In 2012, the landscape of available tools was not as it is today. We used standalone open-source tools to aid in the analytic-heavy aspects of the work and then implemented our algorithms in custom software. Today, many software tools and packages make it easier and faster to perform analytics.

The Process Problem

The final area we need to address is processes. Process is a way of life in IT, but having too much or too little can make or break a project. Below are some process-related items to consider when you are creating a new data analytics team:

  • Is there an existing process for working with internal/external stakeholders?
  • Do you have a data governance process?
  • Is there buy-in from top-level leadership for a new practice?

The analytics team will have to work with internal and external stakeholders to understand the parameters of the problem and to obtain subject matter expertise (SME). It is better to do some legwork up front, identify the players – both on the analytics team and from other parts of the business – and establish a recurring check-in meeting where data analysts can ask questions of the SMEs, and SMEs and stakeholders can provide answers.

The other process point that bears discussion is that of data governance. It is important because often the results of a particular data analytic project, especially a successful one, will usually elicit a “show me” attitude from stakeholders. If you have a governance process that defines the documentation and communication policies of the “who, what, where and why” of how you got your results, it will be easy to share information with stakeholders. Trying to share information without documentation you gathered during the project can be hard or impossible.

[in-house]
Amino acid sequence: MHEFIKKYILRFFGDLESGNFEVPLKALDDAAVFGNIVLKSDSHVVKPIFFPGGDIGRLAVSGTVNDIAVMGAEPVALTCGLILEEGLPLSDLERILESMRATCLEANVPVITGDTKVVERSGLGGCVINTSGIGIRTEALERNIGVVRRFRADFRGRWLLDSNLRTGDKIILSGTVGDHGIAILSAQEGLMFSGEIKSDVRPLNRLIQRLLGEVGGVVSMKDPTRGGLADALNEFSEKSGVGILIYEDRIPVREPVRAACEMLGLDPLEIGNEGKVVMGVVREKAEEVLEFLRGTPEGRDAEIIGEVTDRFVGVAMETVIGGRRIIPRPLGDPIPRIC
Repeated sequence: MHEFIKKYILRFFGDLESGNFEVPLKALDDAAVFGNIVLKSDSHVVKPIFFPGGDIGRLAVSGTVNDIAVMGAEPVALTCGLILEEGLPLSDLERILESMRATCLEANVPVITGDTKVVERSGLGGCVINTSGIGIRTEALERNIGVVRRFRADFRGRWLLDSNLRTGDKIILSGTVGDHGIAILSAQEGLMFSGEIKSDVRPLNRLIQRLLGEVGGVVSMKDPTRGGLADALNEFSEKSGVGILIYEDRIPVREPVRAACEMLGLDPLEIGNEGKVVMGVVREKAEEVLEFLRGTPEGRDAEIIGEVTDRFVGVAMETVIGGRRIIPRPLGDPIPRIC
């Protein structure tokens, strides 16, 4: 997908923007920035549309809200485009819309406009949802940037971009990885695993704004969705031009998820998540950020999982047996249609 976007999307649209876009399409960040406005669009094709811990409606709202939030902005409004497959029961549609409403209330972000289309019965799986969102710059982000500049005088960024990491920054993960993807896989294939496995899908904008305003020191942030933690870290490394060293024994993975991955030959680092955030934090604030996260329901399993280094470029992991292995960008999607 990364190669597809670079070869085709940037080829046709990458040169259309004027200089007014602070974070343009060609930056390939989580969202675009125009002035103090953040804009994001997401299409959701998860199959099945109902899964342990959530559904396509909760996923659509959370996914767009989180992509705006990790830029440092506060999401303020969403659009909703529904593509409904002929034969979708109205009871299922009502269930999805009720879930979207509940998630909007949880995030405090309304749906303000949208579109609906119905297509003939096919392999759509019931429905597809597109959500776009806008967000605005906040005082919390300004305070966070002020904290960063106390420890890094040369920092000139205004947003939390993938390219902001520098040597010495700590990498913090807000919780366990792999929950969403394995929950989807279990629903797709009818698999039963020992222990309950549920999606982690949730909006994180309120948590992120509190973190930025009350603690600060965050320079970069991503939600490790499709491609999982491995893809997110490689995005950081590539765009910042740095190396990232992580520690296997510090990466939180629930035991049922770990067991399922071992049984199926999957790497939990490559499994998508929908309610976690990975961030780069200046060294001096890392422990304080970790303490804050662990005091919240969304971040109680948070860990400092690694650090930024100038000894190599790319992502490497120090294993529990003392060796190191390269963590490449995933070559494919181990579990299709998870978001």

Summary

Creating a data analytics practice requires attention to some key areas in order to be successful. If you ask the right questions up front, you will reduce the pain of establishing your team. Below summarizes the key points:

  • Know your core business and understand the types of problems an analytics team could solve.
  • Know what key skills will be needed for a data analytics team, and know whether or not you already have them on your team.
  • Understand that sometimes you need fancy algorithms or tools in order to solve a data analytics problem.
  • Implement processes to help you work or communicate with stakeholders.
  • Obtain buy-in from top levels of executive leadership. Without buy-in you are likely to be unsuccessful, as managers and individual contributors at lower levels will not see data analytics as a priority and may refuse to engage or help.

At Secureworks, we utilized data analytics, big data, machine intelligence and human intelligence to build a machine learning system that integrates with our service delivery platform. The platform can now automatically make decisions as to the disposition of a piece of data, without the need for custom rules or code. The machine learning used today better protects our clients and allows or Security Operations Center (SOC) analysts to be more efficient.